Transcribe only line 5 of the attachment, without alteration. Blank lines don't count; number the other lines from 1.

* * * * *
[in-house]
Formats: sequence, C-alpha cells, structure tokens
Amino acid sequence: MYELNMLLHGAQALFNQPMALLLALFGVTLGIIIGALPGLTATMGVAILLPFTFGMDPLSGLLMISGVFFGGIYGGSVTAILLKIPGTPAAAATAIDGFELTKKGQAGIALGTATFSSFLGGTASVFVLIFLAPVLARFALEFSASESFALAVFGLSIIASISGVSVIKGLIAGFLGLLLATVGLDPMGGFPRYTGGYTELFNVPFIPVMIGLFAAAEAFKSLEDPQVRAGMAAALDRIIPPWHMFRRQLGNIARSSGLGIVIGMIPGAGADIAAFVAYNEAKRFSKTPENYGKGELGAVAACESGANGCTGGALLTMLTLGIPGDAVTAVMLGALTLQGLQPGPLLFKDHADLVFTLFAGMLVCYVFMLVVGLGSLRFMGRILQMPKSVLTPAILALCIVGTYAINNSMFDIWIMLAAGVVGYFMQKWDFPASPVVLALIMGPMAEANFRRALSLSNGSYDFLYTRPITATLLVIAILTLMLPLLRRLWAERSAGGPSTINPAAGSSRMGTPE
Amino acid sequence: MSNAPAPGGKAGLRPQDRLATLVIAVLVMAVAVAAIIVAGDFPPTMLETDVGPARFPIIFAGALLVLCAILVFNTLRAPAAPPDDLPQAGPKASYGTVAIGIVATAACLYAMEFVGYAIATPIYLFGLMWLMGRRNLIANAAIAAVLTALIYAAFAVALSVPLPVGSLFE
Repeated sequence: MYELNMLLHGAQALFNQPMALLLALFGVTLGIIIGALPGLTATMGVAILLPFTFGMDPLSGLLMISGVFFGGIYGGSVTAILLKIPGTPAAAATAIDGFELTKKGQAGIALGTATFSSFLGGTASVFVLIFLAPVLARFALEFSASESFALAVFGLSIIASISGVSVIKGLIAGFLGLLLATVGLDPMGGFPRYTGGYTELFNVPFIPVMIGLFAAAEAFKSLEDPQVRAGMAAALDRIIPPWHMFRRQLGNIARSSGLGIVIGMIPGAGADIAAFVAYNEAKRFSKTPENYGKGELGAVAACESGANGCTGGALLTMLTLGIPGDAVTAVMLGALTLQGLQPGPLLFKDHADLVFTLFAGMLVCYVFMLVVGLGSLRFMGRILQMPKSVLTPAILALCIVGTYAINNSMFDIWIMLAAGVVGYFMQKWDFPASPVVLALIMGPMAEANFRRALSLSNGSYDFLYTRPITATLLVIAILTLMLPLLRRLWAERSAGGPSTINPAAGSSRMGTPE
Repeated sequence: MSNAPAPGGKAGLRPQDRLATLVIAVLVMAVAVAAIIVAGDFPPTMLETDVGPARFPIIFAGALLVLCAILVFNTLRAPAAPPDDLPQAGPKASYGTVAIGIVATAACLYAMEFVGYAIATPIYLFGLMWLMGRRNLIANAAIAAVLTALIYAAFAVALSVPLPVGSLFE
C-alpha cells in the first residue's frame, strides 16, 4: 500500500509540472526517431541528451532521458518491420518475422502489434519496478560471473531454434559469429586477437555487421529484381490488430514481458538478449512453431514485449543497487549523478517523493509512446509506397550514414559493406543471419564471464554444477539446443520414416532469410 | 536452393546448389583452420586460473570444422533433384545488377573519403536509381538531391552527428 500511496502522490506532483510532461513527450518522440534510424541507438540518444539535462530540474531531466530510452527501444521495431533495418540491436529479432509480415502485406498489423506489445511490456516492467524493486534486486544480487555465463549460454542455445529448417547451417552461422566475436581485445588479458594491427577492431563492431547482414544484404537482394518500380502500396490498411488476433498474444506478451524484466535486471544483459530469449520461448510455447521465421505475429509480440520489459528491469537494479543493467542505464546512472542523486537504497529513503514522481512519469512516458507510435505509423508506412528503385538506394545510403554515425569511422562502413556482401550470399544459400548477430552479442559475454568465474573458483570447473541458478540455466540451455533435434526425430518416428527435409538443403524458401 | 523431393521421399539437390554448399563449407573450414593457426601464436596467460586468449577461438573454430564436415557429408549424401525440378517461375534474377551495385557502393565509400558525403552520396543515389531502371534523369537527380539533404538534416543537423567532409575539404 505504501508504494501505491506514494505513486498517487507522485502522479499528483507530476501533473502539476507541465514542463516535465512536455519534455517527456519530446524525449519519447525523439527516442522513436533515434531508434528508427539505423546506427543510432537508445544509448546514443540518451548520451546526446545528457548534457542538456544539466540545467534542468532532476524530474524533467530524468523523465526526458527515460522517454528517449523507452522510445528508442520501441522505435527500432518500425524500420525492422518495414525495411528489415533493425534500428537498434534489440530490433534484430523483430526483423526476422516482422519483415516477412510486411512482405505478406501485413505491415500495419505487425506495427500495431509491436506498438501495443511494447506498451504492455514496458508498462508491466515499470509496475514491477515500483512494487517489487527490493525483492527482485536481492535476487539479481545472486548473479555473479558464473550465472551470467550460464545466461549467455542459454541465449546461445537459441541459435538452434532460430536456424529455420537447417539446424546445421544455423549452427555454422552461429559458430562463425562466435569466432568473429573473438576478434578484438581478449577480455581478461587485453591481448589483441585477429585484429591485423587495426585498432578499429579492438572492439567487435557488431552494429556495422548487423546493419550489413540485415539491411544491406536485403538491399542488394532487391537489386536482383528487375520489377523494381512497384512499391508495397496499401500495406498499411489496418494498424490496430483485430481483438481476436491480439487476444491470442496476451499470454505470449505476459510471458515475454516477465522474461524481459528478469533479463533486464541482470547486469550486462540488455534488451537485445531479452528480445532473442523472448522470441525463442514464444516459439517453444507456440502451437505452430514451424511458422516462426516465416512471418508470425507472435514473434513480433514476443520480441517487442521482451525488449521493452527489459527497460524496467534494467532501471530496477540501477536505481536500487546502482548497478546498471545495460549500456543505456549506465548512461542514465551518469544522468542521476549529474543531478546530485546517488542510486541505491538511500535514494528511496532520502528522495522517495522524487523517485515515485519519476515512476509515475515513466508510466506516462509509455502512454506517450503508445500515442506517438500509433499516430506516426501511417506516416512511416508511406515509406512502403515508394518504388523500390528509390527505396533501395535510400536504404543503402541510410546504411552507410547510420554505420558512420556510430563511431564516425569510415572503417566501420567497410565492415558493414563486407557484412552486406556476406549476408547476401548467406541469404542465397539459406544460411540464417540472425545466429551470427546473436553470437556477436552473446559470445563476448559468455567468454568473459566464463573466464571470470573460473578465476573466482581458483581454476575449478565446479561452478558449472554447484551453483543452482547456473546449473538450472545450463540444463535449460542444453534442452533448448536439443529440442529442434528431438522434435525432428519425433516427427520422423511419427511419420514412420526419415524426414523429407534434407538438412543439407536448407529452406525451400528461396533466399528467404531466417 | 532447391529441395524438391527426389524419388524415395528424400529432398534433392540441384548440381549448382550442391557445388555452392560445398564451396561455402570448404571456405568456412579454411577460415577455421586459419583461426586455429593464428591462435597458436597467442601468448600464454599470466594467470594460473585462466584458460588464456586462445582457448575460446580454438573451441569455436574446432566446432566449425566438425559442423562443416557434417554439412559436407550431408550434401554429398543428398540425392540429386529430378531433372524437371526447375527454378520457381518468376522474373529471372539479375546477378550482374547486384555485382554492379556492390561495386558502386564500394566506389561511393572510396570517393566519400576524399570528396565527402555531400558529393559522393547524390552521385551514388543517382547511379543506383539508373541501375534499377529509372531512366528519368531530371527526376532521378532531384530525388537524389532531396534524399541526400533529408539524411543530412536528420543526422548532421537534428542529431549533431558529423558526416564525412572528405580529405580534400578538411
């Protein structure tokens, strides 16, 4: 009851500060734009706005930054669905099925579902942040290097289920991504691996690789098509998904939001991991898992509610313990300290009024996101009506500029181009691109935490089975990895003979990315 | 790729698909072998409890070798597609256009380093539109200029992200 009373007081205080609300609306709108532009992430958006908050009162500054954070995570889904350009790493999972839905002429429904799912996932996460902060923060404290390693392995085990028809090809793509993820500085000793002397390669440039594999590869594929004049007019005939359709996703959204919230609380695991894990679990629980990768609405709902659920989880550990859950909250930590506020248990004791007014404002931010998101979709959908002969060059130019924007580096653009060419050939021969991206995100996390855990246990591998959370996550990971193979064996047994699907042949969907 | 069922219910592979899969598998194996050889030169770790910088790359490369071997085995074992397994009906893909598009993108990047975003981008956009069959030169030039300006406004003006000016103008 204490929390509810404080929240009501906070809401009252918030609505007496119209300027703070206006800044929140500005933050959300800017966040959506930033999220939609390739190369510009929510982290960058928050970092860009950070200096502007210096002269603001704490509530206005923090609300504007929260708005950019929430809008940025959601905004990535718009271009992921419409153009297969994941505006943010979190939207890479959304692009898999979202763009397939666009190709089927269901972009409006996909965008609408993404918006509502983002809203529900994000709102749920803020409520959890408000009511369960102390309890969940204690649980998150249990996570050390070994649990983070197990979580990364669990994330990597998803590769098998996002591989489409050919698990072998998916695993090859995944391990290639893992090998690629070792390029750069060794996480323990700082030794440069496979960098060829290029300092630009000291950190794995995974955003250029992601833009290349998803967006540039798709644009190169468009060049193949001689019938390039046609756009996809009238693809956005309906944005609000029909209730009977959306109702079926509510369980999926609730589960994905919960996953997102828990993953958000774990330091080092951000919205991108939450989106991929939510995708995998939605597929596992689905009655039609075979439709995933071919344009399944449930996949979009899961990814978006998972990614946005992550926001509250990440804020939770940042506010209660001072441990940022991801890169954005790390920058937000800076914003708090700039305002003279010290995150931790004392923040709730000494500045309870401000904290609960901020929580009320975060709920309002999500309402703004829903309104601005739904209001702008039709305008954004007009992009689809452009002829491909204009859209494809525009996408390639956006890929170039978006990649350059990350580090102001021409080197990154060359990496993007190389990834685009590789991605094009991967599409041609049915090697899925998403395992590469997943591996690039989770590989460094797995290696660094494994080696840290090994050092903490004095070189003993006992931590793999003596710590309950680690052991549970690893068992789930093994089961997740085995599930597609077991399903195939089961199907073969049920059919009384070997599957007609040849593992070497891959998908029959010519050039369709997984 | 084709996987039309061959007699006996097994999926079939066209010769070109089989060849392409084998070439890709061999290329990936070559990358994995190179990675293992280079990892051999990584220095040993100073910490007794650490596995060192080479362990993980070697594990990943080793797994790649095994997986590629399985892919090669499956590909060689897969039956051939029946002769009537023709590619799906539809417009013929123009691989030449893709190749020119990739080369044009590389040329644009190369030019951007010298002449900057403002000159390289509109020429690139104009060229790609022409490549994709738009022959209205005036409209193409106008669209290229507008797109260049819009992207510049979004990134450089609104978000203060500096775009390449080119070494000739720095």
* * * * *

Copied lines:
Repeated sequence: MYELNMLLHGAQALFNQPMALLLALFGVTLGIIIGALPGLTATMGVAILLPFTFGMDPLSGLLMISGVFFGGIYGGSVTAILLKIPGTPAAAATAIDGFELTKKGQAGIALGTATFSSFLGGTASVFVLIFLAPVLARFALEFSASESFALAVFGLSIIASISGVSVIKGLIAGFLGLLLATVGLDPMGGFPRYTGGYTELFNVPFIPVMIGLFAAAEAFKSLEDPQVRAGMAAALDRIIPPWHMFRRQLGNIARSSGLGIVIGMIPGAGADIAAFVAYNEAKRFSKTPENYGKGELGAVAACESGANGCTGGALLTMLTLGIPGDAVTAVMLGALTLQGLQPGPLLFKDHADLVFTLFAGMLVCYVFMLVVGLGSLRFMGRILQMPKSVLTPAILALCIVGTYAINNSMFDIWIMLAAGVVGYFMQKWDFPASPVVLALIMGPMAEANFRRALSLSNGSYDFLYTRPITATLLVIAILTLMLPLLRRLWAERSAGGPSTINPAAGSSRMGTPE